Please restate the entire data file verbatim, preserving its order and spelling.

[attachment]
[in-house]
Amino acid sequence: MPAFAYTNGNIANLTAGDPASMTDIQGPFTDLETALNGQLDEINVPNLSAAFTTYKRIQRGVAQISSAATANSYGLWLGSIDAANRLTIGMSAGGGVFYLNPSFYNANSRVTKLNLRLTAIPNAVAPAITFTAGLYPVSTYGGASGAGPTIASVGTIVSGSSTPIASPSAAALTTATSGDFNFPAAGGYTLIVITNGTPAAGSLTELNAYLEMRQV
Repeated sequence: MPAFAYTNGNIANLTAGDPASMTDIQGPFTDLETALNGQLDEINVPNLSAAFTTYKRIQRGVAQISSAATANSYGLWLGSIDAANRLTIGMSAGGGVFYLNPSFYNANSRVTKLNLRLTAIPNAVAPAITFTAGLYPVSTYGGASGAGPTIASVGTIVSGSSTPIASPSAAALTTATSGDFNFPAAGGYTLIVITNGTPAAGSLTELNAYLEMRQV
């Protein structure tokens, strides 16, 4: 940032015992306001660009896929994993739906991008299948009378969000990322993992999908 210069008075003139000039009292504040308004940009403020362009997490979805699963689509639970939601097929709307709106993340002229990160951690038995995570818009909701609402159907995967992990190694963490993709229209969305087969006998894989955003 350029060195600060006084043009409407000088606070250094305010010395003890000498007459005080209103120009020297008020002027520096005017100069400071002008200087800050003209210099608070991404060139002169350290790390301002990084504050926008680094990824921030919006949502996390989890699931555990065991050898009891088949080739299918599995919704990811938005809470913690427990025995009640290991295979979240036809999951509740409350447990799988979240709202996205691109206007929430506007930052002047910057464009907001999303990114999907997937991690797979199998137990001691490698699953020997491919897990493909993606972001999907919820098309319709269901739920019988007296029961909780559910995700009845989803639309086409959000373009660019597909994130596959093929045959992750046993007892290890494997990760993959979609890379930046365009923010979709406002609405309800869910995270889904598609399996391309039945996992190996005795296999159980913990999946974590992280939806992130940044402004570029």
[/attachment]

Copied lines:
[in-house]
Amino acid sequence: MPAFAYTNGNIANLTAGDPASMTDIQGPFTDLETALNGQLDEINVPNLSAAFTTYKRIQRGVAQISSAATANSYGLWLGSIDAANRLTIGMSAGGGVFYLNPSFYNANSRVTKLNLRLTAIPNAVAPAITFTAGLYPVSTYGGASGAGPTIASVGTIVSGSSTPIASPSAAALTTATSGDFNFPAAGGYTLIVITNGTPAAGSLTELNAYLEMRQV
Repeated sequence: MPAFAYTNGNIANLTAGDPASMTDIQGPFTDLETALNGQLDEINVPNLSAAFTTYKRIQRGVAQISSAATANSYGLWLGSIDAANRLTIGMSAGGGVFYLNPSFYNANSRVTKLNLRLTAIPNAVAPAITFTAGLYPVSTYGGASGAGPTIASVGTIVSGSSTPIASPSAAALTTATSGDFNFPAAGGYTLIVITNGTPAAGSLTELNAYLEMRQV
């Protein structure tokens, strides 16, 4: 940032015992306001660009896929994993739906991008299948009378969000990322993992999908 210069008075003139000039009292504040308004940009403020362009997490979805699963689509639970939601097929709307709106993340002229990160951690038995995570818009909701609402159907995967992990190694963490993709229209969305087969006998894989955003 350029060195600060006084043009409407000088606070250094305010010395003890000498007459005080209103120009020297008020002027520096005017100069400071002008200087800050003209210099608070991404060139002169350290790390301002990084504050926008680094990824921030919006949502996390989890699931555990065991050898009891088949080739299918599995919704990811938005809470913690427990025995009640290991295979979240036809999951509740409350447990799988979240709202996205691109206007929430506007930052002047910057464009907001999303990114999907997937991690797979199998137990001691490698699953020997491919897990493909993606972001999907919820098309319709269901739920019988007296029961909780559910995700009845989803639309086409959000373009660019597909994130596959093929045959992750046993007892290890494997990760993959979609890379930046365009923010979709406002609405309800869910995270889904598609399996391309039945996992190996005795296999159980913990999946974590992280939806992130940044402004570029």